Unsafety – Improving perceived safety through spatial design in Pendrecht

Unsafety – Improving perceived safety through spatial design in Pendrecht

Safety is essential for the quality of life in the living environment. The perception of safety in the public domain plays an important role in this. This project has investigated how spatial changes in the physical environment can improve the perceived safety in Pendrecht, a modernist neighborhood in the south of Rotterdam. The neighborhood is struggling with socio-economic problems and the neighborhood profile, published by the municipality of Rotterdam, shows that subjective safety is assessed lower than objective safety, which means that the perceived safety is lower than the registered safety based on statistics. The modernist design principles that have been applied in the neighborhood create building configurations that have a negative effect on the perceived safety and open green spaces that are only used as greenery without a specific use. In order to improve the perception of safety in the neighborhood, it is important to increase social control and the sense of responsibility for the public space.

Figure 1 Pendrecht, a modernist neighborhood in the south of Rotterdam (Source: author, 2019)

In this project, the guidelines of social safe design have been used to improve the perceived safety. The guidelines are visibility, unambiguity, accessibility, and attractiveness. They need to be applied in conjunction to achieve the desired effect.

After observations and interviews in the neighborhood, a number of design principles have been developed. The main theories that have been used to develop the design principles are as follows: Increasing spatial diversity which creates the possibility to identify and recognize public and private spaces. Adding front doors and entrances to increase social control on the street and create more direct physical connections between public and private spaces. Adding front doors, so that encounters between neighbors are stimulated, the transition from public to private spaces is softened and the street is made more attractive. Defining territories, so the legibility of the environment is made clear and the viewer is able to recognize the ownership of the space. These theories have been incorporated into the scenarios presented below (figures 2,3,4).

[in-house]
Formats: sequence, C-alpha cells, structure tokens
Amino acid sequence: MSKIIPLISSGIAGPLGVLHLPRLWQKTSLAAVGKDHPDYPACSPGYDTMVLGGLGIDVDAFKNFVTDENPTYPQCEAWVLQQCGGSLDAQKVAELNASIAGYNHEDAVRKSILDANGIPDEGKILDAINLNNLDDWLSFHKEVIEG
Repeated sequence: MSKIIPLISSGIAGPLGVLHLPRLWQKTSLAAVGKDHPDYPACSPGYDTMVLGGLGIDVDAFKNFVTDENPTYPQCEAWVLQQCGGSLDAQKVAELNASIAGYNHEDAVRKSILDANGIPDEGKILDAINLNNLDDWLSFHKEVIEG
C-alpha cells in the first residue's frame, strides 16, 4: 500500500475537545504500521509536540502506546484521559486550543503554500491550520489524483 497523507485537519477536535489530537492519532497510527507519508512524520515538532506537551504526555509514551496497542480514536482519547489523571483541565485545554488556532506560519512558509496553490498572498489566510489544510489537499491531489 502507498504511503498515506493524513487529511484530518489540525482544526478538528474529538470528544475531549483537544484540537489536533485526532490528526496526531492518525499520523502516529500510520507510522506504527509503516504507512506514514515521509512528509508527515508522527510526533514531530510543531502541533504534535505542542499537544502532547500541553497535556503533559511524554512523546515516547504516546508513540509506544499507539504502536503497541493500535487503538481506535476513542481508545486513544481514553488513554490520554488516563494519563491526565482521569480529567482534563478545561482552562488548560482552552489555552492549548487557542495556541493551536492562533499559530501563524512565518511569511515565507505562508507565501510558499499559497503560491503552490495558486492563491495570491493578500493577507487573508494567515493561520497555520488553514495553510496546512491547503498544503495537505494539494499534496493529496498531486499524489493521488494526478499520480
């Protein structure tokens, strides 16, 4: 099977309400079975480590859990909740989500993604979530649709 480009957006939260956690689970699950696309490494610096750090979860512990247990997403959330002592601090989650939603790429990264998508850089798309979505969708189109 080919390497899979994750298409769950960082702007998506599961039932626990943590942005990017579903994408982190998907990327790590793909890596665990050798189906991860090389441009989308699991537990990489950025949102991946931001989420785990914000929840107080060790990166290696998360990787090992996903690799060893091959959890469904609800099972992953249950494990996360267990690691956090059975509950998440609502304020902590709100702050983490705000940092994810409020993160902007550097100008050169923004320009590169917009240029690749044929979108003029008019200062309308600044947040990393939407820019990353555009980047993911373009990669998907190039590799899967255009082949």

Figure 2 Alley house has been rotated to face the street and front gardens have been added to increase the social cohesion.

Figure 3 Apartments have been added to the ground floor of the buildings to increase the direct physical connections between private and public spaces

Figure 4 Open green spaces have been given a specific function and a physical border to make the environment more legible


Based on these scenarios, 7 design principles have been selected to be used for the stated choice experiment, which aims to validate the positive effect of the design principles on perceived safety. The experiment was designed by presenting the participants with a choice task, in which they have been given the option to choose one of the two given situations based on a recognizable situation. The results of the experiment showed that 6 out of 7 design principles have a positive effect on perceived safety. The results of the experiment are shown in figure 5.

Figure 5 Results of the stated choice experiment. There is often a strong preference for the situation with the design principles, which validate the positive effect on the perceived safety.

Link to thesis:

Lieke Marijnissen

My name is Lieke Marijnissen, for my Urbanism master thesis at the TU Delft I have researched to perceived safety can be improved through spatial changes. Currently, I am working as a design at ECHO Urban Design and where I aim to implement a socially safe design.